Managed Identities grants access to such services to access other resources in your tenant.

6. ProvisioningLogs in Azure Active Directory

Azure admin provision users or groups from services outside the Azure AD portal. For example, admins create users or groups from Azure AD Connect, System for Cross domain Identity Management (SCIM), or other services for provisioning identities. 

7. ADFSSignInLogs in Azure Active Directory

Some organizations allow users to access Azure AD via the Active Directory Federation Services (AD FS). An admin may want to monitor these users’ activity logs in such instances. 

However, before an administrator views and analyses ADFSSignInLogs, the admin must install the latest Azure Active Directory Connect Health Agent version for AD FS on-prem. 

In addition, the admin must also have the Global administrator or reports reader role.

8. RiskyUsers Log in Azure Active Directory

Following log records activities about users Azure identifies as risky. Adding the RiskyUsers log category to Diagnostic settings allows admins to analyse activities about these risk users with Log Analytics. 

Also view the Risk Users report in the Azure Active Directory -> Security -> Reports section. 

9. UserRiskEvents Log in Azure Active Directory

Records activity deemed as “risky,” such as a user signing in from an unusual location or a device infected by malware or virus.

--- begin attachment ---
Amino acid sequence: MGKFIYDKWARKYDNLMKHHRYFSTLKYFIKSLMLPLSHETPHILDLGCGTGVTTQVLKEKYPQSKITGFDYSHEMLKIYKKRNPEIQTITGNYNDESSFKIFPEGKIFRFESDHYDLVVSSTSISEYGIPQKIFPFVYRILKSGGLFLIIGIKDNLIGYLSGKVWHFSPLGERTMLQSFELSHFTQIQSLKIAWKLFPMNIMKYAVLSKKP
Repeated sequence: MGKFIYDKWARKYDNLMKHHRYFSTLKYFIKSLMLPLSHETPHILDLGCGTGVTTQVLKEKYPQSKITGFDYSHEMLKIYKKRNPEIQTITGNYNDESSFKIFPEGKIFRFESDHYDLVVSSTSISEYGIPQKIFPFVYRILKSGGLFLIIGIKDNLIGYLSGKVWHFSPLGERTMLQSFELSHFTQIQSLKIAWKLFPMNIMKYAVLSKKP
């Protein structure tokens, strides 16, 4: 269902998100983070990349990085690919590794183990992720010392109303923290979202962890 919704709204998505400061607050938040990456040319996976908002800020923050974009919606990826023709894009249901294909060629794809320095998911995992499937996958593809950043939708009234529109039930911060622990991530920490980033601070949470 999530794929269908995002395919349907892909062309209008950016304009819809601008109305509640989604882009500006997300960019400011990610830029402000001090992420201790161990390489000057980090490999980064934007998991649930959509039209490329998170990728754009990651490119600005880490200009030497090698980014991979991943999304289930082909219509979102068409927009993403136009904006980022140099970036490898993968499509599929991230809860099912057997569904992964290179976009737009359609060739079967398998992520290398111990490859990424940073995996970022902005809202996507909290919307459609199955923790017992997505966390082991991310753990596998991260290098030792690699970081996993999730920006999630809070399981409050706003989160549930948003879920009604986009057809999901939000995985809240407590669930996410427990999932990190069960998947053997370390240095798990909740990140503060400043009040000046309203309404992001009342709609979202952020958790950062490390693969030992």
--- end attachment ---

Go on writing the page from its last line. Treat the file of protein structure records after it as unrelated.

This log helps you to identify and analyse such risky user events. 

10. Azure Active Directory Log Categories In Preview

When I wrote this article in April 2023, 5 of the 14 logs categories were still in Preview. As of this date, the following log categories were available in Diagnostic settings, but (unless your organization was part of the preview) adding them will not generate any logs:

  1. ServicePrincipalRiskEvents
  2. EnrichedOffice365AuditLogs
  3. MicrosoftGraphActivityLogs
  4. NetworkAccessTrafficLogs
  5. RiskyServicePrincipals

So, when you read this article, unless Microsoft has confirmed that these Azure AD log categories are in production (or your organization is included in the Preview), including them in your Diagnostic settings is unnecessary.

Get the latest update about the state of the listed log categories via Microsoft page, Integrate Azure AD logs with Azure Monitor logs. Then, scroll down to the “Send logs to Azure Monitor” section. 

Add a Diagnostic Setting and Configure Log Data Collection

After you create the destination to save your Azure AD activity logs, you’re ready to enable tracking of activity logs. To do this, you must add a Diagnostic setting in Azure AD and select the logs you wish to monitor

The procedure below outlines the detailed steps to accomplish this. 

  1. From the log analysis page, click the Azure Portal menu and select Home. Alternatively, you can access the Azure Homepage by clicking this link – portal.azure.com.